Introduction to the Screens tab

This section shows some of the ways in which the Screens tab of the Macro Editor is related to the XML <screen> element described in the previous section. Figure 1 shows the Macro Editor with the Screens tab selected:
Figure 1. Screens tab of the Macro Editor
In the figure above, notice that the Screens tab contains: Currently the General tab is selected.
You should notice that there are two Screen Name fields on the Screens tab:

In the Screen Name listbox at the top of the Screens tab, you click the name of the macro screen that you want to work on (such as Screen1), and the Macro Editor displays in the subtabs the information belonging to that macro screen. For example, in Figure 1 the listbox displays the macro screen name Screen1 and the subtabs display the information belonging to Screen1. If the user selected another macro screen name in the listbox, perhaps Screen10, then the Macro Editor would display in the subtabs the information belonging to macro screen Screen10.

In the Screen Name input field under the General tab, you type the name that you want to assign to the currently selected macro screen. A screen name such as Screenx, where x stands for some integer (for example, Screen1), is a temporary name that the Macro object gives to the macro screen when it creates the macro screen. You can retain this name, or you can replace it with a more descriptive name that is easier to remember. (When all your macro screens have names such as Screen3, Screen10, Screen24, and so on, it is difficult to remember which macro screen does what.)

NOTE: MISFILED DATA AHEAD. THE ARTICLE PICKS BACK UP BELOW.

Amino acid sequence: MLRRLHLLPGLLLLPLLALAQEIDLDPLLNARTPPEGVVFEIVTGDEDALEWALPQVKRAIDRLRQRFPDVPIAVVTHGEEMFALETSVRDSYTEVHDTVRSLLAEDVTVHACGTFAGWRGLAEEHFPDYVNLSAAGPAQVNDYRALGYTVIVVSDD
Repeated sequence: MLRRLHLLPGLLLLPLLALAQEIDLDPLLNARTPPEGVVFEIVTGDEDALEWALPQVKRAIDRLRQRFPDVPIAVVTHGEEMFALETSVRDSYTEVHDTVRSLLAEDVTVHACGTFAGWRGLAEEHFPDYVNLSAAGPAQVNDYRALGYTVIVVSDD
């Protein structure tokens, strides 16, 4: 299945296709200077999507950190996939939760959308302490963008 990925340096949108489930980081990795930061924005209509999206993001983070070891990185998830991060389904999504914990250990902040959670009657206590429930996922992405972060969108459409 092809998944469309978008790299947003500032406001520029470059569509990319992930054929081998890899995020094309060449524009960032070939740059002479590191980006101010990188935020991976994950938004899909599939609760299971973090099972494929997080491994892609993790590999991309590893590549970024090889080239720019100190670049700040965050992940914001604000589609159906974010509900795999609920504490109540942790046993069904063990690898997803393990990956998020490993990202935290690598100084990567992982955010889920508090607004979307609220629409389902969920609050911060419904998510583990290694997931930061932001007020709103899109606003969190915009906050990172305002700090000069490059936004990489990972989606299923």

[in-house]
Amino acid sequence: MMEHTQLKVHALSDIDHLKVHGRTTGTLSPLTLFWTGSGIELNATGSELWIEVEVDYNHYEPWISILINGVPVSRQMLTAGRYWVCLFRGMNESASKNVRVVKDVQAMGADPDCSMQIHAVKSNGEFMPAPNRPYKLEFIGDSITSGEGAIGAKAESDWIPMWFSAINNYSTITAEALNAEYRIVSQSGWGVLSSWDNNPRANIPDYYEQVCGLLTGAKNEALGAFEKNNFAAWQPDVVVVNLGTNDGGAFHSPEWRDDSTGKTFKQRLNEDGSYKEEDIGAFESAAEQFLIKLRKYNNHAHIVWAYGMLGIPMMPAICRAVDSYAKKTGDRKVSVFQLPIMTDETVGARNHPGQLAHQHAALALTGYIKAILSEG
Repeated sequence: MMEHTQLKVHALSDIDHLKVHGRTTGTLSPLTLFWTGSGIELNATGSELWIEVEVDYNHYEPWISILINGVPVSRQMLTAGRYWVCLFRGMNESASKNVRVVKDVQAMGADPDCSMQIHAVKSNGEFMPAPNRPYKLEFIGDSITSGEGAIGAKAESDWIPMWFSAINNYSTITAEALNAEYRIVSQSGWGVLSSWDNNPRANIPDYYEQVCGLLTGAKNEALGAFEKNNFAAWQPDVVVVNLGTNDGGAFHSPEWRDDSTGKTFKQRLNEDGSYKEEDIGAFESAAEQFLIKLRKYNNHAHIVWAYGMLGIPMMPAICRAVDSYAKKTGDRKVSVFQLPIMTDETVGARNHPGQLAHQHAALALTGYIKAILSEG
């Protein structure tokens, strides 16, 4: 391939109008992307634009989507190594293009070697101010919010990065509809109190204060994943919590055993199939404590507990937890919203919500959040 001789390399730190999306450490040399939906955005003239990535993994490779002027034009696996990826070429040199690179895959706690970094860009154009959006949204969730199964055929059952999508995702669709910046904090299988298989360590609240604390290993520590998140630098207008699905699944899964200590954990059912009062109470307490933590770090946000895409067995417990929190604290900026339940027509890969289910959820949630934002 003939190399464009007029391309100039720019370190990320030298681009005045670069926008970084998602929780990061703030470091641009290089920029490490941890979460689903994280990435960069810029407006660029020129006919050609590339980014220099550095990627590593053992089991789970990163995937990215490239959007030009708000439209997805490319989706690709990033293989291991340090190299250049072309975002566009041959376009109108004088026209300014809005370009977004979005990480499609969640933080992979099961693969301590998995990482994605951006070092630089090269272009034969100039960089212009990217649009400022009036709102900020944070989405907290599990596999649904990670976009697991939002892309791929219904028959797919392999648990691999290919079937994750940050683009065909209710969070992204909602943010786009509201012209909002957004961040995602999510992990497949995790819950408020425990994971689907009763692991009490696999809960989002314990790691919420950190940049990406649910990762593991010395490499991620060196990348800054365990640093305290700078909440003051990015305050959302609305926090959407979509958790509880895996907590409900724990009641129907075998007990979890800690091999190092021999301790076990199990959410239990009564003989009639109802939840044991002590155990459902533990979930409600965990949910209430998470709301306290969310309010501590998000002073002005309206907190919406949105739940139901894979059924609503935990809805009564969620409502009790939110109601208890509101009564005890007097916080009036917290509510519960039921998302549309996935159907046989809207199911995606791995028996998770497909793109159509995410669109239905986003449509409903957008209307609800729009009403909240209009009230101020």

You have probably already noticed that the subtabs General, Description, and Actions on the Screens tab correspond to the main parts of the XML <screen> element described in the previous section. Specifically, But what about the <nextscreens> subelement? For usability reasons the information belonging to the <nextscreens> element is presented in a higher-level tab, the Links tab. You can see the Links tab immediately to the right of the Screens tab in Figure 1.
Figure 2 shows the XML begin tag and end tag of a sample <screen> element named Screen1:
Figure 2. Begin tag and end tag of a <screen> element
   <screen name="Screen1" entryscreen="true" exitscreen="false" transient="false">
   ...
   </screen>
In the figure above, the ellipsis (...) is not part of the XML text but indicates that the required elements contained inside the <screen> element have been omitted for simplicity. You should notice that the attributes in the begin tag correspond to fields on the General tab in Figure 1. For example, the name attribute (name="Screen1" ) corresponds to the Screen Name input field on the General tab, and the entryscreen attribute (entryscreen="true") corresponds to the Entry Screen listbox on the General tab.
Figure 3 shows the XML text for the entire <screen> element including the enclosed elements:
Figure 3. Sample XML <screen> element
   <screen name="Screen1" entryscreen="true" exitscreen="false" transient="false">
      <description>
         <oia status="NOTINHIBITED" optional="false" invertmatch="false" />
      </description>
      <actions>
         <mouseclick row="4" col="15" />
         <input value="3[enter]" row="0" col="0" movecursor="true"
                   xlatehostkeys="true" encrypted="false" />
      </actions>
      <nextscreens timeout="0" >
         <nextscreen name="Screen2" />
      </nextscreens>
   </screen>
In the figure above you should notice that the <screen> element contains the required <description>, <actions>, and <nextscreens> elements.